• We do not recommend allowing the whitelisting of local email addresses. Messages sent to any whitelisted address could bypass many of your security settings and put your server at risk of being blacklisted.

happy young woman working from home on sofa


Prevent Unauthorized Access

  • Honor the SMTP sessions that come from someone at one of your listed domains only if they are coming from an IP address associated with that domain.


  • Block inbound SMTP and HTTP connections from unauthorized countries. If your company has no legitimate business need to communicate with a particular country, then refusing connections from that country can potentially block large amounts of spam.


  • Add a default mail server for domains that have not had domain mail servers specifically associated with them.



Block Suspicious Activity

  • Dynamically block connections that fail too many authentication attempts, connect too many times in a given time frame, attempt to keep a connection open too long, or are sending to too many invalid recipients. Click here for Security Gateway instructions. For MDaemon, administrations can enable Dynamic Screening to block unauthorized login attempts and SMTP Screening to block connections that exhibit suspicious activity.
  • Enable account hijack detection for MDaemon or Security Gateway and specify the number of messages that can be sent in a given time frame.
  • Do not allow email relaying, which occurs when mail that is neither to nor from a local account is sent through your server. Servers that are not properly configured to prevent relaying can end up on a blacklist.
  • Cybercriminals often use macros in email attachments to spread malware. Activate any option to detect macros in Microsoft Office documents and flag them as infected; these messages can be refused or “quarantined” for further review.



Consider an All-In-One Solution

Keeping up with this level of detail can be difficult for small and midsize businesses – especially when the threats evolve nearly every day. That’s why so many businesses turn to a third-party email security provider like MDaemon Technologies. Our cost-effective, easy-to-use Security Gateway for Email solution arrives preloaded to deal with all of the above concerns straight out of the box. In addition:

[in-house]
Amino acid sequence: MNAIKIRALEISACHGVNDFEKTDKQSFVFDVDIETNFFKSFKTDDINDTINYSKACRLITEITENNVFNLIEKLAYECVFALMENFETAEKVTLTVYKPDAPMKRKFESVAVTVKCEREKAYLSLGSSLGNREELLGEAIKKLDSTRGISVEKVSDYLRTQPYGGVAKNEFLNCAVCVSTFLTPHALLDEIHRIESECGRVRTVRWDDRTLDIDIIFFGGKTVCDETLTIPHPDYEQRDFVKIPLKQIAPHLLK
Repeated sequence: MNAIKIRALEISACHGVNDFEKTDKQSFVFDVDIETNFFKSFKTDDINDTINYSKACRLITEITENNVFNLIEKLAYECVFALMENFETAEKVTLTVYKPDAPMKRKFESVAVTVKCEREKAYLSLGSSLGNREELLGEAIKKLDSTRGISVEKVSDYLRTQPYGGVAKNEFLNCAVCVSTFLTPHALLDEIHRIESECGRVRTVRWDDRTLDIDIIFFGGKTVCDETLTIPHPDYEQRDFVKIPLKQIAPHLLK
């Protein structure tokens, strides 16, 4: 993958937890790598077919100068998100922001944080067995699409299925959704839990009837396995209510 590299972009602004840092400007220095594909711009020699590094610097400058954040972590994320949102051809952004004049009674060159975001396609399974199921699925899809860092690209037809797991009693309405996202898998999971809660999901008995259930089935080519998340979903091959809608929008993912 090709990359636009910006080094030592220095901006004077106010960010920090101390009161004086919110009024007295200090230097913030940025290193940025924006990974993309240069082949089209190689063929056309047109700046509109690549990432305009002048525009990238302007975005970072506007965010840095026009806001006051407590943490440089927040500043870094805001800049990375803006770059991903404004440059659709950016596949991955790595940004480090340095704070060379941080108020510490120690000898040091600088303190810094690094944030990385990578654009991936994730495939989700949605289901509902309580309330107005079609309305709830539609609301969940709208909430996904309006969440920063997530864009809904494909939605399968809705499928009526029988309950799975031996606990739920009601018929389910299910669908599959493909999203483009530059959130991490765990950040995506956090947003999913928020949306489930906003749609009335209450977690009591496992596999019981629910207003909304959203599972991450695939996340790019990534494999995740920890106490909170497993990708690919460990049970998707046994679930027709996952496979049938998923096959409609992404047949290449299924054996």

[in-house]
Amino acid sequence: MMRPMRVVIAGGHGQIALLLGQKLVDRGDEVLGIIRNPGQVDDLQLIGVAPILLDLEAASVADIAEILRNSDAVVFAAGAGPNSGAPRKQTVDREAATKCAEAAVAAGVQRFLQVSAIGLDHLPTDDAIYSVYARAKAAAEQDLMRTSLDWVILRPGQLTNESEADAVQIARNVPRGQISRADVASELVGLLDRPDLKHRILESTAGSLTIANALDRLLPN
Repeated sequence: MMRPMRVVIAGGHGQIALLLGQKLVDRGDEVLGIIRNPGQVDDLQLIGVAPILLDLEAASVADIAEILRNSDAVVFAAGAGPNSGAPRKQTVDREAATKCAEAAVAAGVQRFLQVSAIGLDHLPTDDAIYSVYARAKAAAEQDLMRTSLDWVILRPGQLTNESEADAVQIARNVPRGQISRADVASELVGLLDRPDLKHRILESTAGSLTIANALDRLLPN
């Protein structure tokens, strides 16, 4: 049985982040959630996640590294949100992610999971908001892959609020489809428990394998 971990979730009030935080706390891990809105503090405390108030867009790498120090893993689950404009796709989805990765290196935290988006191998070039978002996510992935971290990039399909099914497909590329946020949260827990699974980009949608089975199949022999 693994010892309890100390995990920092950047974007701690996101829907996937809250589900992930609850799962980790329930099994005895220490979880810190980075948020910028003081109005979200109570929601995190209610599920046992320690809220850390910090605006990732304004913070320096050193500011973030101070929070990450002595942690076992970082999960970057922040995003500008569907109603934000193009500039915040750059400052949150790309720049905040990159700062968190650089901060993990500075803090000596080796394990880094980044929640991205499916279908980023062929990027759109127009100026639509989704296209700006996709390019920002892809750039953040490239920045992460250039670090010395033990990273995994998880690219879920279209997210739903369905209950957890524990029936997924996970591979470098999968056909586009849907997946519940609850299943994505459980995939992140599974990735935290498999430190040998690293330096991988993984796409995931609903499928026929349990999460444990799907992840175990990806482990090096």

• Security Gateway scans all inbound and outbound mail using the Cyren and ClamAV antivirus engines. It also includes Cyren Outbreak Protection, which is real-time anti-spam and antivirus technology that is capable of proactively protecting your email infrastructure automatically and within minutes of an outbreak.


  • Security Gateway includes more than 70 data leak prevention (DLP)rules that help prevent unauthorized transmission of sensitive information such as personal identification numbers, credit card numbers, and other types of confidential data. These rules can be configured to send messages containing sensitive content to administrative quarantine for further review, redirect the message to a designated address, or encrypt the message. We recommend enabling the appropriate DLP rules to suit the needs of your specific business or industry.


It’s not always easy to work from home, and it’s certainly not easy to make sure you’ve covered every angle to help secure your work data through remote devices. If you’d like more information on how MDaemon Technologies can help secure your work processes, call us at 817-601-3222 Option 3 to speak to an email security specialist, or visit to sign up for hosted or on-premise email protection.

Tags: Data Leak Prevention, Email Encryption, MDaemon Email Server, Security Gateway for Email, Email Server, Two-Factor Authentication, Email Best Practices

Brad Wyro

Written by Brad Wyro

Brad has worked in technical and marketing roles at MDaemon Technologies, where he contributes as Content Marketing Manager. Brad balances technical and creative information to develop easy to understand videos and content to educate prospects and customers.